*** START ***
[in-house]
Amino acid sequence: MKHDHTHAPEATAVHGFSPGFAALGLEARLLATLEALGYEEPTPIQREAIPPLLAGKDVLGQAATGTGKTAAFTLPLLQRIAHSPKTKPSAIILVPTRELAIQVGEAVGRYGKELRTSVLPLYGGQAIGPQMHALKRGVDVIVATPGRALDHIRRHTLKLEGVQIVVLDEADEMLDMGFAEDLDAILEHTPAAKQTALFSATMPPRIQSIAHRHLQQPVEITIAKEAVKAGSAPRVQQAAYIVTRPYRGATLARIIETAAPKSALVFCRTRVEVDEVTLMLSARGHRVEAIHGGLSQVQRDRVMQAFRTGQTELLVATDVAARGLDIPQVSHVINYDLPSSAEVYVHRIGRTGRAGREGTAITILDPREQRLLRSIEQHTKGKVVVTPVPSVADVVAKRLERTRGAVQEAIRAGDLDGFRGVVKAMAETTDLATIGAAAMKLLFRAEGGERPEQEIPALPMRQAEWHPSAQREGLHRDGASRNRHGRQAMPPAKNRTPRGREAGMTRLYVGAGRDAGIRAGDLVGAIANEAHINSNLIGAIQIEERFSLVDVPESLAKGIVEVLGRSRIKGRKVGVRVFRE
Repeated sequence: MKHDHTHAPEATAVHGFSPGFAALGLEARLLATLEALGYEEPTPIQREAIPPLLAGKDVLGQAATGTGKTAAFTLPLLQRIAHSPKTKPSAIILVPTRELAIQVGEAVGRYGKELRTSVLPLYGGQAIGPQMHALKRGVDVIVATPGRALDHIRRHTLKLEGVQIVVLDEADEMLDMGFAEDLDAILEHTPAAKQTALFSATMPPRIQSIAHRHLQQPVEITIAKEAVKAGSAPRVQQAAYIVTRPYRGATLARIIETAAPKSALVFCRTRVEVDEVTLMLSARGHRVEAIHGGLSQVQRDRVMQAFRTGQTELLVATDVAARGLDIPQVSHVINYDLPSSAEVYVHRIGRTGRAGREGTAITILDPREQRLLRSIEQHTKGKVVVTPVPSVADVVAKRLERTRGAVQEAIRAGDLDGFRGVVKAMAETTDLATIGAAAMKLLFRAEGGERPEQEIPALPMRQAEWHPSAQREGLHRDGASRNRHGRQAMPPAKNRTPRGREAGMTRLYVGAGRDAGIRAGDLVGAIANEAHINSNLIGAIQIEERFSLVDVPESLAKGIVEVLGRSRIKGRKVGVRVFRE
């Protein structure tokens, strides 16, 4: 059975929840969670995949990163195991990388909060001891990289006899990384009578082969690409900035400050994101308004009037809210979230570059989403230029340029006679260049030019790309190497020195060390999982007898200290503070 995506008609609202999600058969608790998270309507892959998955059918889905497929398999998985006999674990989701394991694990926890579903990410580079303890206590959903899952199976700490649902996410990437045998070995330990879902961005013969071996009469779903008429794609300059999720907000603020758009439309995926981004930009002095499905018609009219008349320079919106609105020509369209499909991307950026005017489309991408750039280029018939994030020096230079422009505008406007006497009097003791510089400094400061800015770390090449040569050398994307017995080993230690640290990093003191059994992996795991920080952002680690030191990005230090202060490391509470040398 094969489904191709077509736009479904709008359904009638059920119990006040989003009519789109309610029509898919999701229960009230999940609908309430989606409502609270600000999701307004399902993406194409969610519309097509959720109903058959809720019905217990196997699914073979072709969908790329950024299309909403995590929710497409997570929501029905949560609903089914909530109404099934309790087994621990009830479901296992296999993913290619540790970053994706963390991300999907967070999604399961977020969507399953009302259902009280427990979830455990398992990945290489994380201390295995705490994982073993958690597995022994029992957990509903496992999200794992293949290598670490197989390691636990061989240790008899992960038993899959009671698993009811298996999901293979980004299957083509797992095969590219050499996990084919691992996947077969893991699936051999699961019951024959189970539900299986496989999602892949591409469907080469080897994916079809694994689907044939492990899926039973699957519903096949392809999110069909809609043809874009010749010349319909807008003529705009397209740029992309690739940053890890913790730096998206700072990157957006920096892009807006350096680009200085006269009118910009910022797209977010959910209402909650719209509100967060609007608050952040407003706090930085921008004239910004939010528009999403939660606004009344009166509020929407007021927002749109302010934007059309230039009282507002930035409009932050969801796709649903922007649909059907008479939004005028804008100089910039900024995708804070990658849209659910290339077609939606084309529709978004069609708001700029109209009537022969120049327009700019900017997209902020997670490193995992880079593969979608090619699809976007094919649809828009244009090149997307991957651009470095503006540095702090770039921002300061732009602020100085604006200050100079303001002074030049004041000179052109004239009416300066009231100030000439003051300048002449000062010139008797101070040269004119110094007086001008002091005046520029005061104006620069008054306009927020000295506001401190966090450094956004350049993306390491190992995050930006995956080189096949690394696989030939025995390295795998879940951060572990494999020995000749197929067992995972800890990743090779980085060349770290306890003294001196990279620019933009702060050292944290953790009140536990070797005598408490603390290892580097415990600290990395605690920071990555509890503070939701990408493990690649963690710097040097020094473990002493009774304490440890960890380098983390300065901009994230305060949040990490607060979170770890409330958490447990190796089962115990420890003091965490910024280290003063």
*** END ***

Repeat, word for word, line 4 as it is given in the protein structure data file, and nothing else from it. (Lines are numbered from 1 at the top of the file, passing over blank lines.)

């Protein structure tokens, strides 16, 4: 059975929840969670995949990163195991990388909060001891990289006899990384009578082969690409900035400050994101308004009037809210979230570059989403230029340029006679260049030019790309190497020195060390999982007898200290503070 995506008609609202999600058969608790998270309507892959998955059918889905497929398999998985006999674990989701394991694990926890579903990410580079303890206590959903899952199976700490649902996410990437045998070995330990879902961005013969071996009469779903008429794609300059999720907000603020758009439309995926981004930009002095499905018609009219008349320079919106609105020509369209499909991307950026005017489309991408750039280029018939994030020096230079422009505008406007006497009097003791510089400094400061800015770390090449040569050398994307017995080993230690640290990093003191059994992996795991920080952002680690030191990005230090202060490391509470040398 094969489904191709077509736009479904709008359904009638059920119990006040989003009519789109309610029509898919999701229960009230999940609908309430989606409502609270600000999701307004399902993406194409969610519309097509959720109903058959809720019905217990196997699914073979072709969908790329950024299309909403995590929710497409997570929501029905949560609903089914909530109404099934309790087994621990009830479901296992296999993913290619540790970053994706963390991300999907967070999604399961977020969507399953009302259902009280427990979830455990398992990945290489994380201390295995705490994982073993958690597995022994029992957990509903496992999200794992293949290598670490197989390691636990061989240790008899992960038993899959009671698993009811298996999901293979980004299957083509797992095969590219050499996990084919691992996947077969893991699936051999699961019951024959189970539900299986496989999602892949591409469907080469080897994916079809694994689907044939492990899926039973699957519903096949392809999110069909809609043809874009010749010349319909807008003529705009397209740029992309690739940053890890913790730096998206700072990157957006920096892009807006350096680009200085006269009118910009910022797209977010959910209402909650719209509100967060609007608050952040407003706090930085921008004239910004939010528009999403939660606004009344009166509020929407007021927002749109302010934007059309230039009282507002930035409009932050969801796709649903922007649909059907008479939004005028804008100089910039900024995708804070990658849209659910290339077609939606084309529709978004069609708001700029109209009537022969120049327009700019900017997209902020997670490193995992880079593969979608090619699809976007094919649809828009244009090149997307991957651009470095503006540095702090770039921002300061732009602020100085604006200050100079303001002074030049004041000179052109004239009416300066009231100030000439003051300048002449000062010139008797101070040269004119110094007086001008002091005046520029005061104006620069008054306009927020000295506001401190966090450094956004350049993306390491190992995050930006995956080189096949690394696989030939025995390295795998879940951060572990494999020995000749197929067992995972800890990743090779980085060349770290306890003294001196990279620019933009702060050292944290953790009140536990070797005598408490603390290892580097415990600290990395605690920071990555509890503070939701990408493990690649963690710097040097020094473990002493009774304490440890960890380098983390300065901009994230305060949040990490607060979170770890409330958490447990190796089962115990420890003091965490910024280290003063």